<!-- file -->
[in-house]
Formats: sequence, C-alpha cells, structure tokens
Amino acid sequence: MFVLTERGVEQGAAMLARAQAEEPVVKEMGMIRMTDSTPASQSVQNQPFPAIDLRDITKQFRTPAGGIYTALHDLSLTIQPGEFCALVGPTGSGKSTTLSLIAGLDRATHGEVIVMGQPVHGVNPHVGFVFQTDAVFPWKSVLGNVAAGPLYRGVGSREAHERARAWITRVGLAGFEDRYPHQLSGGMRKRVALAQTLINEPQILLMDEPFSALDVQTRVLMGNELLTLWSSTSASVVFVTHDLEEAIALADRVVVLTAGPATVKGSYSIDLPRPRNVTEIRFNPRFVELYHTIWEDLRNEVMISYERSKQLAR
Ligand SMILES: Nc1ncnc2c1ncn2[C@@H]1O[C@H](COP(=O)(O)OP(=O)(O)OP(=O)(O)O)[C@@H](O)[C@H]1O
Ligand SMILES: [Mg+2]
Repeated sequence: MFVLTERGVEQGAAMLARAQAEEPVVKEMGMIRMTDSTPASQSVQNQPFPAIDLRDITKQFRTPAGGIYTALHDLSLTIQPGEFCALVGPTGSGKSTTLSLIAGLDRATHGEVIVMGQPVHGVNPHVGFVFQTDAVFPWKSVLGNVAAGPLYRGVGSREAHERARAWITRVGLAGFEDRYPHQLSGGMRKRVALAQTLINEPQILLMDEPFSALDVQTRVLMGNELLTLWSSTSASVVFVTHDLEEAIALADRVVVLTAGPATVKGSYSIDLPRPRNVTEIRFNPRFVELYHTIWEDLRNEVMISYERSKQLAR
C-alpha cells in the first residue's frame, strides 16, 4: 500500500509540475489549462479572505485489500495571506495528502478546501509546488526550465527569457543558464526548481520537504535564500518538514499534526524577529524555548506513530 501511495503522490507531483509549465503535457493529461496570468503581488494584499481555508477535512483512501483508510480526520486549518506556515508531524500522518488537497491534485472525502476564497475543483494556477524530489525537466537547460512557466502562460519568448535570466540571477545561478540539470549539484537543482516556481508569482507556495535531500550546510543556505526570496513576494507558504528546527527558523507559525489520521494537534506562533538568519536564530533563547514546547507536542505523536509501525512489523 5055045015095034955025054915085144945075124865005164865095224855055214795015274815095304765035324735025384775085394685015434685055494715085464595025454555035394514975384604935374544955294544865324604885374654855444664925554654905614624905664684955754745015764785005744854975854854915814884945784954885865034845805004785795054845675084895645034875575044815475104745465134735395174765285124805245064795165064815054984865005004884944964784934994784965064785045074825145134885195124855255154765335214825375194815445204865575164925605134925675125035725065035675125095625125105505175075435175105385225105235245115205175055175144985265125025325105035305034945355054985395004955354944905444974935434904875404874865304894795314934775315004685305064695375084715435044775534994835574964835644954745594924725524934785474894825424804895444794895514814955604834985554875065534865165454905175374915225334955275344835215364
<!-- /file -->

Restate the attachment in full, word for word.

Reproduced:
[in-house]
Formats: sequence, C-alpha cells, structure tokens
Amino acid sequence: MFVLTERGVEQGAAMLARAQAEEPVVKEMGMIRMTDSTPASQSVQNQPFPAIDLRDITKQFRTPAGGIYTALHDLSLTIQPGEFCALVGPTGSGKSTTLSLIAGLDRATHGEVIVMGQPVHGVNPHVGFVFQTDAVFPWKSVLGNVAAGPLYRGVGSREAHERARAWITRVGLAGFEDRYPHQLSGGMRKRVALAQTLINEPQILLMDEPFSALDVQTRVLMGNELLTLWSSTSASVVFVTHDLEEAIALADRVVVLTAGPATVKGSYSIDLPRPRNVTEIRFNPRFVELYHTIWEDLRNEVMISYERSKQLAR
Ligand SMILES: Nc1ncnc2c1ncn2[C@@H]1O[C@H](COP(=O)(O)OP(=O)(O)OP(=O)(O)O)[C@@H](O)[C@H]1O
Ligand SMILES: [Mg+2]
Repeated sequence: MFVLTERGVEQGAAMLARAQAEEPVVKEMGMIRMTDSTPASQSVQNQPFPAIDLRDITKQFRTPAGGIYTALHDLSLTIQPGEFCALVGPTGSGKSTTLSLIAGLDRATHGEVIVMGQPVHGVNPHVGFVFQTDAVFPWKSVLGNVAAGPLYRGVGSREAHERARAWITRVGLAGFEDRYPHQLSGGMRKRVALAQTLINEPQILLMDEPFSALDVQTRVLMGNELLTLWSSTSASVVFVTHDLEEAIALADRVVVLTAGPATVKGSYSIDLPRPRNVTEIRFNPRFVELYHTIWEDLRNEVMISYERSKQLAR
C-alpha cells in the first residue's frame, strides 16, 4: 500500500509540475489549462479572505485489500495571506495528502478546501509546488526550465527569457543558464526548481520537504535564500518538514499534526524577529524555548506513530 501511495503522490507531483509549465503535457493529461496570468503581488494584499481555508477535512483512501483508510480526520486549518506556515508531524500522518488537497491534485472525502476564497475543483494556477524530489525537466537547460512557466502562460519568448535570466540571477545561478540539470549539484537543482516556481508569482507556495535531500550546510543556505526570496513576494507558504528546527527558523507559525489520521494537534506562533538568519536564530533563547514546547507536542505523536509501525512489523 5055045015095034955025054915085144945075124865005164865095224855055214795015274815095304765035324735025384775085394685015434685055494715085464595025454555035394514975384604935374544955294544865324604885374654855444664925554654905614624905664684955754745015764785005744854975854854915814884945784954885865034845805004785795054845675084895645034875575044815475104745465134735395174765285124805245064795165064815054984865005004884944964784934994784965064785045074825145134885195124855255154765335214825375194815445204865575164925605134925675125035725065035675125095625125105505175075435175105385225105235245115205175055175144985265125025325105035305034945355054985395004955354944905444974935434904875404874865304894795314934775315004685305064695375084715435044775534994835574964835644954745594924725524934785474894825424804895444794895514814955604834985554875065534865165454905175374915225334955275344835215364